Machinery and intimate human.
Since Aida had left to retrieve the priest, those slivering shadows hiding amongst the trees had broken from their cover. They quickly manifested into six, two legged bodies. Masked by darkness, the exploding stars provided short glimmers of description. They were heavily armed, equipped with gas masks and moved with frightening stealth. Clearly military, or at least had some extent of tactical training. They moved towards the church with impeccable speed. Clement calculated their approach. Five hundred yards and closing, he thought to himself. Mentally preparing himself for the oncoming threat, the darkness snuck up behind with bearing heavy footsteps and distorted murmurs. He turned his body, gun raised, finger on the trigger.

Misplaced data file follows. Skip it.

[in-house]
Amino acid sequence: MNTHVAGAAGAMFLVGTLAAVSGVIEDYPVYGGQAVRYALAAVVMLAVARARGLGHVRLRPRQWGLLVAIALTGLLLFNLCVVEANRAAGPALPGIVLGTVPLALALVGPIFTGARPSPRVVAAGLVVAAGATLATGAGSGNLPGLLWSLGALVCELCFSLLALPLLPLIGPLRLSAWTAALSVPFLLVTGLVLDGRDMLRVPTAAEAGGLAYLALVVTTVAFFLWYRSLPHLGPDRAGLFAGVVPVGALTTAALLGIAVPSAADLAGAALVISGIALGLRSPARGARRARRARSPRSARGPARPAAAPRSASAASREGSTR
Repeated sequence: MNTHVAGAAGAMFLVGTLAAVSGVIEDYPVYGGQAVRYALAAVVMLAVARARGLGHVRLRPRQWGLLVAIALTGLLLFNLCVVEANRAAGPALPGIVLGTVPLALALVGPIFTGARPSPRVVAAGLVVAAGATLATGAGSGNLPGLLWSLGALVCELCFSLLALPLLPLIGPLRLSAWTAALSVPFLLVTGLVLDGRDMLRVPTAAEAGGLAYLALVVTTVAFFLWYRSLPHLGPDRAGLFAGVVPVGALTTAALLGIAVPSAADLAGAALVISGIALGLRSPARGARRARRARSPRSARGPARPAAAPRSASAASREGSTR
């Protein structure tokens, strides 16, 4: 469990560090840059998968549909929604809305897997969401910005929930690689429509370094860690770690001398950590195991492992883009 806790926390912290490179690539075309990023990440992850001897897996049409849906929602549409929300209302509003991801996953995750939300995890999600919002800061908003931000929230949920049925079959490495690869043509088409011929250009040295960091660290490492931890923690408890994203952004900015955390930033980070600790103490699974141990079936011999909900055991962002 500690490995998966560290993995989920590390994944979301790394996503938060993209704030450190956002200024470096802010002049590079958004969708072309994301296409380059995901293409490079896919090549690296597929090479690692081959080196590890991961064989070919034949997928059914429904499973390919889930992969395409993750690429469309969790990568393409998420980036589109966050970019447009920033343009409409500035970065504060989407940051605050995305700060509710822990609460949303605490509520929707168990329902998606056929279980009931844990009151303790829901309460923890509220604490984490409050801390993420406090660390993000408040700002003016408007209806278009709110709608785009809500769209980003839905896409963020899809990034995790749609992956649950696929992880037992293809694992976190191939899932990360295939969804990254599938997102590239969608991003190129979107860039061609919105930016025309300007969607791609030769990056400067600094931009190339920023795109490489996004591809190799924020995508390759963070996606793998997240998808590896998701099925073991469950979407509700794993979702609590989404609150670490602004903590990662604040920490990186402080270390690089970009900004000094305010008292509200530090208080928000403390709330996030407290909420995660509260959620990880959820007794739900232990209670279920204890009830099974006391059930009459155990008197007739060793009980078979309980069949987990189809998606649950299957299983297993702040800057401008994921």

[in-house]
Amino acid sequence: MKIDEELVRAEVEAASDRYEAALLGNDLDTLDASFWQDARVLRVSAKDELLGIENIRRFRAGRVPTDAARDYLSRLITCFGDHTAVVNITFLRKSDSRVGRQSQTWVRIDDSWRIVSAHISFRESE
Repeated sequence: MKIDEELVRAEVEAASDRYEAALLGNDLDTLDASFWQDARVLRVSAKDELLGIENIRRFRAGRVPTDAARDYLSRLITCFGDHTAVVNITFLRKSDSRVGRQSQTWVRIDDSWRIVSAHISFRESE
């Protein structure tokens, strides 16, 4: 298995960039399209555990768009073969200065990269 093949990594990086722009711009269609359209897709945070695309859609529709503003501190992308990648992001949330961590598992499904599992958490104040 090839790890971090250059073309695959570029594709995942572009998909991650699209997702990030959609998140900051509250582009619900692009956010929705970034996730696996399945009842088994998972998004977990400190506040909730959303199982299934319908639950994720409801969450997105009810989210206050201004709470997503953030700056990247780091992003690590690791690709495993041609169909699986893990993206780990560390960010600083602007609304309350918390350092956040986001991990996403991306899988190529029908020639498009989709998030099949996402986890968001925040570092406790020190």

"Do you always aim guns at priests?"
"Shit. Sorry father. I'm a little tense at the moment. We are about to have some serious company," Clement grunted back.
The priest quickly motioned to Aida.
"That door there leads to my chambers."
The priest raised his hands to his neck and removed a hidden leather necklace with a large copper key attached to the end of it. He removed the old necklace and handed it to Aida.
"There is a silver case beneath the bed frame. This key will unlock it. Inside that case, is your locket."
Without a single word, Aida rushed into the priest's chambers. Clement returned his tiring gaze to the impending threat just in time to see them split into two groups. Three flanked right while the other three flanked left.
"Do you know how to use a gun, father?" Clement asked with concern.
"I know that a bullet has the power to kill a man and the trigger makes the bullets fly."
A weird response but Clement didn't have time to challenge it. He handed the priest his pistol with five remaining shots.
"Take this and watch the front. If anybody tries to enter, you make those bullets fly."
The priest looked at Clement with horror and confusion, clearly uneasy about the idea of killing. So Clement reassured him.